It’s difficult to say, I think re-hashing a sort of sad and melancholic vibe was not something I was interested in doing, though it might have appeared like a natural thing when something of that nature happens. I fought that urge partly because I saw that my father was the furthest from being unhappy or sad. To be perfectly honest, I hadn’t seen him smile so much in a long long time. Something traumatic had happened, and it of course set my family back a lot, but knowing how hard he’s working to not only stay alive but to improve himself every day was incredibly inspiring. Ever since I’ve been doing my best to follow his lead, not to be consumed by the tragedy but rather find some strength in that, despite it all, it could be worse. That’s why I felt the mix could be what I more or less originally intended on it being; something more thoughtful and less centered around those emotional extremes.

 

What were your feelings when !K7 contacted you to participate in the DJ-Kicks series? What does the series mean to you, both as a DJ/producer & music fan?

It was a huge honor, and to be honest I felt like I was a bit out of my league. It goes without saying for anyone who’s grown up with this type of electronic music that DJ-Kicks is a huge thing, and there are several of those mixes from the past that truly has left a mark on the industry. So yeah, nervousness, excitement but mostly an incredible honor.

 

Every DJ-Kicks record is a chance for the chosen producer to shine a spotlight on sounds and individuals important to them. Did you have a “goal” in mind when choosing who to include in your mix?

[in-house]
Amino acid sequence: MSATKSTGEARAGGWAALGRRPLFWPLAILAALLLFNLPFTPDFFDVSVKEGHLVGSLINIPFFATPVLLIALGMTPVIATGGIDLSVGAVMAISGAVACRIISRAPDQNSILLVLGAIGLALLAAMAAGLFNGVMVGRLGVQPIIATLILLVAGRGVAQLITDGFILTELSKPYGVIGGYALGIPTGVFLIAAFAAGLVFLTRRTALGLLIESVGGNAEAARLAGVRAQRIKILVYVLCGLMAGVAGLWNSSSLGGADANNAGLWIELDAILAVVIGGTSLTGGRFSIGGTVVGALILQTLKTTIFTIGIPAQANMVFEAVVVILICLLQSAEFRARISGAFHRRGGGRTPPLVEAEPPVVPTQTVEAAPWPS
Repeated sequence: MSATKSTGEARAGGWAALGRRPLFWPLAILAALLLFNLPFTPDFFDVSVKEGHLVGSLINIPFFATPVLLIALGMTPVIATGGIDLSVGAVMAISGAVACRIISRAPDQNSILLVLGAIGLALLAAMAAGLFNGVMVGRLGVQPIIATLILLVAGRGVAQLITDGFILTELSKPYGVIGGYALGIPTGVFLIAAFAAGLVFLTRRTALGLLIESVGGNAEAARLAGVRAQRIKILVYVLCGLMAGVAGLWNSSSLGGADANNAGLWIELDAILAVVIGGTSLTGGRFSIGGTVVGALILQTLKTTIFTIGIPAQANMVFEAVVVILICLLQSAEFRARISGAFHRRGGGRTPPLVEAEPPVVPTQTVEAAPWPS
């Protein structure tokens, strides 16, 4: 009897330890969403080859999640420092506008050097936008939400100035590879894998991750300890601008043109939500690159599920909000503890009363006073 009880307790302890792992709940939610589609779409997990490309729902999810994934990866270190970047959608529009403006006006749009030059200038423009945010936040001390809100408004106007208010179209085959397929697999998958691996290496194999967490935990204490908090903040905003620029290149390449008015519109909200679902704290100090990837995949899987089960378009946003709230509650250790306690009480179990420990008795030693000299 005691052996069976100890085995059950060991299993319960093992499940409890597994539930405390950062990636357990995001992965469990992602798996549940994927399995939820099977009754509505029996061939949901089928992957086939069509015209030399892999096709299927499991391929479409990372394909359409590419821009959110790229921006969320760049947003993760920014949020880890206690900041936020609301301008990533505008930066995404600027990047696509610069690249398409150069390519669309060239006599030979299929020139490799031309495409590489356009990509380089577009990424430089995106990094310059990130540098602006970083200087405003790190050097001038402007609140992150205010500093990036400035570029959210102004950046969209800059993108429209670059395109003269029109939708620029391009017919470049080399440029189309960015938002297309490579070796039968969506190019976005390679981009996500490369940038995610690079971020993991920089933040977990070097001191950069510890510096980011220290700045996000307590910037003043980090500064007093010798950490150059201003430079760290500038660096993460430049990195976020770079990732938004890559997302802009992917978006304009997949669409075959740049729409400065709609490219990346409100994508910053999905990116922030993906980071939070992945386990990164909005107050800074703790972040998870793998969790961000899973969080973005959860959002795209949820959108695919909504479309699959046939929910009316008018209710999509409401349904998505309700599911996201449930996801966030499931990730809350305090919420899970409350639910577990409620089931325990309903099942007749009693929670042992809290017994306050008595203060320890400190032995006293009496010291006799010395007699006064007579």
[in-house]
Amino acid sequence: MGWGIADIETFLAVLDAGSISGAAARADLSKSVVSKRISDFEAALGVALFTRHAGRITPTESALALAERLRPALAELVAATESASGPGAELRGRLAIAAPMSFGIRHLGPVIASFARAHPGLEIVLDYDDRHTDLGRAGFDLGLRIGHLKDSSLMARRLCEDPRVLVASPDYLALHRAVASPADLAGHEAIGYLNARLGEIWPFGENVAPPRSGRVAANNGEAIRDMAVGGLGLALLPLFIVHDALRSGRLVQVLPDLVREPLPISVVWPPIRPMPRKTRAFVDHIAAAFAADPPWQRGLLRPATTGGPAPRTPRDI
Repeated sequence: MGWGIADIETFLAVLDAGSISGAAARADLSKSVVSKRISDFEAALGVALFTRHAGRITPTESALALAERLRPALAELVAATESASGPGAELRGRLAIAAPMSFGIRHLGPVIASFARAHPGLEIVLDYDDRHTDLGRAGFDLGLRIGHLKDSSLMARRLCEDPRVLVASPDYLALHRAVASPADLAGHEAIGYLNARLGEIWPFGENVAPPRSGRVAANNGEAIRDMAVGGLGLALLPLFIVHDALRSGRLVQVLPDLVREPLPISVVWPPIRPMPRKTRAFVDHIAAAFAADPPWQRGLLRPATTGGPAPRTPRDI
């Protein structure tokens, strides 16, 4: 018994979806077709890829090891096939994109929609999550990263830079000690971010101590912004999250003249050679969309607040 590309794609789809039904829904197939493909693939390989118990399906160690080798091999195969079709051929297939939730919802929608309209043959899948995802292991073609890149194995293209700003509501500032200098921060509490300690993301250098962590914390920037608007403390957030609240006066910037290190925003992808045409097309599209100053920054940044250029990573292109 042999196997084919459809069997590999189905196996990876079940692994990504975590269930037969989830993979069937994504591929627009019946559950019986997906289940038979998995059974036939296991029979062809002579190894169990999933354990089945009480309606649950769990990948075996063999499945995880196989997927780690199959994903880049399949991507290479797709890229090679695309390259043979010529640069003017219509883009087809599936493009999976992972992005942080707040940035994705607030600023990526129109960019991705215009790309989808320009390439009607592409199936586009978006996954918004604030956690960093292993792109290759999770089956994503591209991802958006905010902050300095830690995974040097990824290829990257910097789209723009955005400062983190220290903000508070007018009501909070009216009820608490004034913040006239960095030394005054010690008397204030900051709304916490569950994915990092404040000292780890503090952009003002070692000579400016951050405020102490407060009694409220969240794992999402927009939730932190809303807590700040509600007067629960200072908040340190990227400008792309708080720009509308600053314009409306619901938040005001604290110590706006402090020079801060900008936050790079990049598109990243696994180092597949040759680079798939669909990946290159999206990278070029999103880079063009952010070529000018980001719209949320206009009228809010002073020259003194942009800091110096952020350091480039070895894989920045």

I chose people I admire and who all have played a fairly particular part in me getting excited by new music. Most of them are fairly new to the scene, like myself, but I believe that those people will have incredible futures. It’s also nice to do these things together in a way.

 

What was the most challenging aspect of recording the DJ-Kicks LP & Mix? How did you determine which tracks would make it onto the vinyl pressing? Is there something you would’ve done differently in hindsight?

It was a combination of finding enough music to get a cohesiveness and excitement around it. I love mixes that play with tension, that eschews the need for tonality and beautiful harmonies to tell a story. I felt the mix had those elements in them, and I’m not sure I would have done things differently. As for the vinyl pressing, I saw it more as a traditional album-structure, and to be honest that side of things were not something I put much thought in until very late when the mix had already been wrapped up.

 

Let’s talk about your current DJ-Kicks tour. Where have you been, and where are you going? Is there a particular gig you’re especially excited about?

Oh gosh, I get jet lag just looking at it (laughs). But it’s great, I’m so lucky to get do it! In fear of leaving out any places, I’ve just been to some places in Europe thus far, and staying here until October and November when I go to the US and Australia again. I think the one that I have a lot of excitement for at the moment is the Village Underground (London) show in November. Another all-night set and already a bit nervous for it.

 

Is there a place you haven’t performed at yet that’s on your proverbial “bucket list”?

I had a dream where it was me and DJ Boring playing in a hot air balloon. However, we were extremely scared of heights so it was more like a nightmare, but when I woke up that felt like a fun thing to do. Otherwise I’m not sure, Berghain would be fun to do one day.

 

After the tour madness dies down, what’s next for DJ Seinfeld? Some new projects or perhaps a shift in focus to the other aliases?

I am jotting down some ideas, I have been toying with the idea for a live set but that’s still quite a bit down the line. However I think a new album would be an interesting challenge to attempt once more.

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Check out a selection of DJ Seinfeld’s favorite tracks, chosen exclusively for TIDAL: